In 2006, Mr. Braverman visited the Holy Land and said he was shocked at Israeli bulldozers plowing over olive groves to make way for a 30-foot-tall security wall. Those same bulldozers, he learned, also demolished Palestinians' homes, mostly for failure to obtain building permits but also for security reasons.
The more bulldozing he witnessed, the deeper his sense of "horror, sadness, and concern," he said.
Since that trip to Israel, Mr. Braverman, 62, has stepped back from his career as a clinical psychologist specializing in crisis management to work virtually full time in pursuit of peace between Israelis and Palestinians.
He will give the keynote speech at a conference Oct. 23 in Tiffin titled "Israel/Palestine: Pathways to Peace," sponsored by Tiffin Area Pax Christi. Scheduled speakers include Dr. S. Amjad Hussain, Sister Paulette Schroeder, and Linda Mansour.
Mr. Braverman said in an interview this week that when he returned to the United States four years ago, his fellow American Jews did not want to hear his criticism of the Israeli government. He was called "disloyal" or warned that he was becoming "an enemy of the Jewish people."
Such responses were puzzling, he said. Criticizing government policies does not mean a person is an opponent of that country, he said.
"I'm not anti-Israel. I believe I'm very pro-Israel. I want Israel and the Israeli people to thrive and flourish," he said.
But, he said, he believes Israel is mistreating Palestinians.
Rabbi Barry Leff, the rabbi of Congregation B'nai Israel in Sylvania before moving with his family to Jerusalem in 2007, agreed that criticism of Israeli policies can be misconstrued.
"It is easier to criticize if you live in Israel: Many Israelis, and some American Jews, see that living in Israel demonstrates your commitment to the Jewish state," he said by e-mail. "There are those who feel any criticism of Israel is anti-Semitic or anti-Israel. … I think it is important to distinguish between legitimate criticism of Israel's policies, particularly concerning Palestinians, and anti-Semitic remarks."
Mr. Braverman believes one reason that Israeli-Palestinian peace talks have not been successful is that the two sides are not on equal footing. It is a "common misperception" that Israel is an underdog when it "holds all the cards," he said.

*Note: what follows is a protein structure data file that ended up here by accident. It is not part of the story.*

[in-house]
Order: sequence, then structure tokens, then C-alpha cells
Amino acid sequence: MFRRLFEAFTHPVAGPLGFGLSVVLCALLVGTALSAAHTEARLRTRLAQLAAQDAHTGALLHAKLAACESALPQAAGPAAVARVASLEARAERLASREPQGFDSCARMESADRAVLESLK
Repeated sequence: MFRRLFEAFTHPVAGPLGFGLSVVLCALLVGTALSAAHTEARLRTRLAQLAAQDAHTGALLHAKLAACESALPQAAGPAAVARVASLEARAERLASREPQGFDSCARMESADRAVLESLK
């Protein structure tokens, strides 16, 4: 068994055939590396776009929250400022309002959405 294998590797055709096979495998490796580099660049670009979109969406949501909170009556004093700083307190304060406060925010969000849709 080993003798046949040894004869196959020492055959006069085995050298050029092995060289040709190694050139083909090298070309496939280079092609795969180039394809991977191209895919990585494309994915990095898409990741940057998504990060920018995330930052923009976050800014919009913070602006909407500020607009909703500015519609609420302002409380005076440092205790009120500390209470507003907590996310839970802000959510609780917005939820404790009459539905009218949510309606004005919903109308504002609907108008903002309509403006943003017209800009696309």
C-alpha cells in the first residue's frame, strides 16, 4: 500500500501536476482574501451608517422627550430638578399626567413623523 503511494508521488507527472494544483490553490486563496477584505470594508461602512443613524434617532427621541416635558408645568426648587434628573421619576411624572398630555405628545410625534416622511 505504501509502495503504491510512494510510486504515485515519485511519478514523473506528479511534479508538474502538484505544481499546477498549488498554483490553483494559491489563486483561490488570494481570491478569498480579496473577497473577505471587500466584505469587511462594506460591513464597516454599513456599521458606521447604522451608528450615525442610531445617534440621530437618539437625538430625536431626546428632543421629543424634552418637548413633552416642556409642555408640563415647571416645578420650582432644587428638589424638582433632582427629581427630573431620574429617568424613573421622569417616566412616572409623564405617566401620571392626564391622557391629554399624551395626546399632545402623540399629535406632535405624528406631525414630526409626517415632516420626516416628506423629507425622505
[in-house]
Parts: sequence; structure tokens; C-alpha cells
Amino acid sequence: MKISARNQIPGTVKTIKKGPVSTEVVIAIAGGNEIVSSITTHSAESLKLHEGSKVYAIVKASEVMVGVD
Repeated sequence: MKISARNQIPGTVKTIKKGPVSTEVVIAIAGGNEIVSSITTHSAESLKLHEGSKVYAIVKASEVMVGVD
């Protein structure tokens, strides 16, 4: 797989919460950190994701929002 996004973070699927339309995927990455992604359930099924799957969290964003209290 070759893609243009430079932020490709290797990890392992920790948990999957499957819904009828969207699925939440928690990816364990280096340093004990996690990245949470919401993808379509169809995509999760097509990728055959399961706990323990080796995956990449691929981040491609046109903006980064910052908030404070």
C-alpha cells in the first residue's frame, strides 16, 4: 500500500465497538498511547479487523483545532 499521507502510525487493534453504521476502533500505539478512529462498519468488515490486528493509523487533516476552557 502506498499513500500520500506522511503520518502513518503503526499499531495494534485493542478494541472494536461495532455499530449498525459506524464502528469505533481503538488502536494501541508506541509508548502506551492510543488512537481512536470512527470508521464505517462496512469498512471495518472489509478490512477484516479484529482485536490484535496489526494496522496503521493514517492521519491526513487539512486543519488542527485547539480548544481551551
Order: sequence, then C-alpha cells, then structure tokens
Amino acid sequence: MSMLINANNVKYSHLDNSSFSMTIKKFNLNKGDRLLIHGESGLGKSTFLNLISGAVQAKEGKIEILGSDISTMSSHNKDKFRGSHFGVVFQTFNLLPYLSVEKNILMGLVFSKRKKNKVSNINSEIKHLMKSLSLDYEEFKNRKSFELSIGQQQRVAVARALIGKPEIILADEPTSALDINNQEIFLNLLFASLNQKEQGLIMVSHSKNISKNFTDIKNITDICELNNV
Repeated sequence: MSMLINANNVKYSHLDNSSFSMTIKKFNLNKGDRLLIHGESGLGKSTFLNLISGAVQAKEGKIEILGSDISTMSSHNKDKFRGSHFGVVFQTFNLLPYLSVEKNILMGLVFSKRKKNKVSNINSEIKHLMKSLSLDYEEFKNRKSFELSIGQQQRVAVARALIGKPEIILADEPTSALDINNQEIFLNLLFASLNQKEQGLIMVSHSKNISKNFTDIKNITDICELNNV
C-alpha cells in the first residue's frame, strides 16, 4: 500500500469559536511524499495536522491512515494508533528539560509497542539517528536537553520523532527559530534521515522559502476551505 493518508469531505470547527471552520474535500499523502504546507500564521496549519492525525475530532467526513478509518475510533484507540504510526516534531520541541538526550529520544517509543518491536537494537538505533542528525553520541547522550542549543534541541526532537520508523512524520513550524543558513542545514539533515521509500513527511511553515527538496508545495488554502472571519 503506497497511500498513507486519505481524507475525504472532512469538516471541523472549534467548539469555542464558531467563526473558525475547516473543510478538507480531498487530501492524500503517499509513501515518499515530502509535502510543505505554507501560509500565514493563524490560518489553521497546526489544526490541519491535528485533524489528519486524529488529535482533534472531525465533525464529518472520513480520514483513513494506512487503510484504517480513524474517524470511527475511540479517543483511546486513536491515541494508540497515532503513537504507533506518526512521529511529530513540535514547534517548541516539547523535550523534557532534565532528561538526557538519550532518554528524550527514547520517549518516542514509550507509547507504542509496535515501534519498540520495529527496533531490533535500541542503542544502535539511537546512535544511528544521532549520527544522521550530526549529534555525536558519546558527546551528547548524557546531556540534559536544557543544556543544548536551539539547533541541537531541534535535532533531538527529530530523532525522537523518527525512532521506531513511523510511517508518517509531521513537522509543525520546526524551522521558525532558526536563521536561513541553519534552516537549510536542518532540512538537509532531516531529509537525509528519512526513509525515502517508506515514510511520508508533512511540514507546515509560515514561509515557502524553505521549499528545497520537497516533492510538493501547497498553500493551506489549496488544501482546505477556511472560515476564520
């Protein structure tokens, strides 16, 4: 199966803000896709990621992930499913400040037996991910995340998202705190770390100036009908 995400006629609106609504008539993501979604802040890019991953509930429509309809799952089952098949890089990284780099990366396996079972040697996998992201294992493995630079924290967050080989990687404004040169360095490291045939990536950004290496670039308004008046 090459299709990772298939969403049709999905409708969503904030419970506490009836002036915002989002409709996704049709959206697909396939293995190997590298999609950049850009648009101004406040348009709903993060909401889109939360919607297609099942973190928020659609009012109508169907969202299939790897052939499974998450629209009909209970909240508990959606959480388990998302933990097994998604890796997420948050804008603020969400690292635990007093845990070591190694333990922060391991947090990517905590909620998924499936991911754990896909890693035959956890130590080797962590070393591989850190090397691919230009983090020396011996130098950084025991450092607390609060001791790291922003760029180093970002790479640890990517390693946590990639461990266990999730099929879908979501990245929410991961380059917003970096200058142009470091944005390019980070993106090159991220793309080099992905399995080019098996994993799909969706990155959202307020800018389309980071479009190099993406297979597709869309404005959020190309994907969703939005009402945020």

But Rabbi Leff said the Palestinians "are equally responsible. … The Palestinians have far more international support than Israel does. They receive billions of dollars in aid from the U.S. and the European Union. Votes in the U.N. overwhelmingly support the Palestinians, not Israel."
Mr. Braverman said seeing the conflict firsthand changed his views of the Palestinians. "I was brought up to believe that the Palestinian people were my enemies and they hate me. But I met with the Palestinian people and learned that they are not my enemies and they do not hate me," he said.
He thinks U.S. religious groups can help bring about Middle East peace, saying they can urge elected officials to revise U.S. policies toward Israel.
"We have to look at a grass-roots movement to start to push the politics," he said. "That's what brought about the end of apartheid in South Africa, and closer to home, the civil rights laws in the United States, and an end to institutionalized discrimination against black people here in America."
"Israel/Palestine: Pathways to Peace," will be held from 9 a.m. to 4:30 p.m. Oct. 23 at the Elizabeth Schaefer Auditorium, 190 St. Francis Ave., Tiffin, Ohio. Registration, which costs $25, or $15 for students, starts at 8 a.m. Information: 419-306-0658 or www.tiffinpaxchristi.org.
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